Fundamentalism vs. Curiosity
“Fundamentalist is a person who considers whether a fact is acceptable to their faith before they explore it. As opposed to a curious person who explores first and then considers whether or not they want to accept the ramifications.” — Seth Godin
There is a short video, which you can watch here.
“perhaps curiosity…comes from somewhere beyond my cleverness.”
Fundamentalism creates barriers and limits the self. It applies not only to faith but to political viewpoints, business models, and social constructs.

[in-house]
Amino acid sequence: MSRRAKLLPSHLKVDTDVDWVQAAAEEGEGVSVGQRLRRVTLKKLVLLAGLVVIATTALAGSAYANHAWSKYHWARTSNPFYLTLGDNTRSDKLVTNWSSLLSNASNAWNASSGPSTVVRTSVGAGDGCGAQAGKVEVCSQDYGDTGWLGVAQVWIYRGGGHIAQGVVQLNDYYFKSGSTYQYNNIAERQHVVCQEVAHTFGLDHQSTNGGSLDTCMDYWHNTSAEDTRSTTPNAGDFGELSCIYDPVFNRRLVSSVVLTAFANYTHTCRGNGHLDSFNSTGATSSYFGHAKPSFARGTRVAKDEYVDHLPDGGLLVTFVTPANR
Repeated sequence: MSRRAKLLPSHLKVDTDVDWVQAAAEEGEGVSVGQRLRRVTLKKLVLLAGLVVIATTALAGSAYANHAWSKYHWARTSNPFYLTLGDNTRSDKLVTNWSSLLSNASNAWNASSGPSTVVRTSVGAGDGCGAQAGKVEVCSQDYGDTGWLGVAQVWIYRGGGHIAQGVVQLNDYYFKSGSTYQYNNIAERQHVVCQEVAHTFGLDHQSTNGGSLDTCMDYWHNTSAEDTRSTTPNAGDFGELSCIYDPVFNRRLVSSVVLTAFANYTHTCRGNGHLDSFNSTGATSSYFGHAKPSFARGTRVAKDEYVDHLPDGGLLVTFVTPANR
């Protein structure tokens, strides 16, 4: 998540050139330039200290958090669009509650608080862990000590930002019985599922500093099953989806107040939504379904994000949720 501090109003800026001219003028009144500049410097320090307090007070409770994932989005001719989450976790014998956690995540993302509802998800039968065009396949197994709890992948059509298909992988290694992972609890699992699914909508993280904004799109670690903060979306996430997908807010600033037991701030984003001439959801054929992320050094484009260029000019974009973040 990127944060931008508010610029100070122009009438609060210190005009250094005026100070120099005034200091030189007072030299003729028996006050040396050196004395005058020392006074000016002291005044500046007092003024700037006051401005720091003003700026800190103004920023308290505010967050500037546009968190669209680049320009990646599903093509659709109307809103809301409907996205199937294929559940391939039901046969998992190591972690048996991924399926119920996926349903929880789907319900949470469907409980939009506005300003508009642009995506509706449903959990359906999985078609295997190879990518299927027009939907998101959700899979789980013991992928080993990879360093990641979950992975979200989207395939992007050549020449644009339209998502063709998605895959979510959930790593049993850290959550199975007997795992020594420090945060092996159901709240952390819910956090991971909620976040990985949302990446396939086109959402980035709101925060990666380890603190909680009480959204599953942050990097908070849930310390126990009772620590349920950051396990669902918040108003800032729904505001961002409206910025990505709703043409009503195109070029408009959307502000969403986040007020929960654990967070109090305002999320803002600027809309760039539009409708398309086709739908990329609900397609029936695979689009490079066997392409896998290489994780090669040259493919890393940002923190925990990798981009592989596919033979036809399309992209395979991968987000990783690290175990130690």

Very analogous to the distinction between the scientist who searches for data to fit the conclusion and the scientist who searches for a conclusion to fit the data. That subject came up today in a conversation with another Astrophysics major here, when we were talking about Halton Arp, once (and in some ways still) a very well-respected astronomer, who was on one side of an astronomical debate in the 1970s/1980s or so (he believed that astronomical objects called quasars are located in our galaxy, when some though they were many light-years outside). Since then all the data very strongly suggests that quasars are actually extragalactic, but he sticks quite strongly to his beliefs, and generally only presents/accepts the data which seems to support his views. He’s regarded as a kind of nut within the astronomical community, but I think he has a kind of Galileo complex and he turned out to be right, so who knows? My problem is much more with his ways of doing science – the curious vs. the fundamentalist, or the scientist who takes a conclusion from data vs. the scientist who chooses data from a conclusion.